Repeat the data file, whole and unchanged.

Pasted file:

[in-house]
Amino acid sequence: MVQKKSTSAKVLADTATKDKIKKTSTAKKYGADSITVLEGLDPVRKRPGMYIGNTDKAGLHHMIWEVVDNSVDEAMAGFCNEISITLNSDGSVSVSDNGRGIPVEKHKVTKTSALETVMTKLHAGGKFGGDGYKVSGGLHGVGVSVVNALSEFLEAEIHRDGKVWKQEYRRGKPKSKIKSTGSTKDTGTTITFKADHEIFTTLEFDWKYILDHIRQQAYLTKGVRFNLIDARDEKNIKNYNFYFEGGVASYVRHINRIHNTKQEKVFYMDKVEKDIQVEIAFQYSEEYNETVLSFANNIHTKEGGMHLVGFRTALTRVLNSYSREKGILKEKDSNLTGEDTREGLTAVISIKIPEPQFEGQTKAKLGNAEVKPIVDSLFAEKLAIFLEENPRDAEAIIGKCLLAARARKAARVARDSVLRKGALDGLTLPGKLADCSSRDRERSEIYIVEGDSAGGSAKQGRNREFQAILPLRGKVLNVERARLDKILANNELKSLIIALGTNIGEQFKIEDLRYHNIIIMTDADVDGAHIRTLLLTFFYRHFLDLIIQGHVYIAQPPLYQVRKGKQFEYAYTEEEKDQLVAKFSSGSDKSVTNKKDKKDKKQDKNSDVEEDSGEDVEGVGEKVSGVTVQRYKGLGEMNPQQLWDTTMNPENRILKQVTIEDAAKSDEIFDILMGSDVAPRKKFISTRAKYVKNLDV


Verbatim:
[in-house]
Amino acid sequence: MVQKKSTSAKVLADTATKDKIKKTSTAKKYGADSITVLEGLDPVRKRPGMYIGNTDKAGLHHMIWEVVDNSVDEAMAGFCNEISITLNSDGSVSVSDNGRGIPVEKHKVTKTSALETVMTKLHAGGKFGGDGYKVSGGLHGVGVSVVNALSEFLEAEIHRDGKVWKQEYRRGKPKSKIKSTGSTKDTGTTITFKADHEIFTTLEFDWKYILDHIRQQAYLTKGVRFNLIDARDEKNIKNYNFYFEGGVASYVRHINRIHNTKQEKVFYMDKVEKDIQVEIAFQYSEEYNETVLSFANNIHTKEGGMHLVGFRTALTRVLNSYSREKGILKEKDSNLTGEDTREGLTAVISIKIPEPQFEGQTKAKLGNAEVKPIVDSLFAEKLAIFLEENPRDAEAIIGKCLLAARARKAARVARDSVLRKGALDGLTLPGKLADCSSRDRERSEIYIVEGDSAGGSAKQGRNREFQAILPLRGKVLNVERARLDKILANNELKSLIIALGTNIGEQFKIEDLRYHNIIIMTDADVDGAHIRTLLLTFFYRHFLDLIIQGHVYIAQPPLYQVRKGKQFEYAYTEEEKDQLVAKFSSGSDKSVTNKKDKKDKKQDKNSDVEEDSGEDVEGVGEKVSGVTVQRYKGLGEMNPQQLWDTTMNPENRILKQVTIEDAAKSDEIFDILMGSDVAPRKKFISTRAKYVKNLDV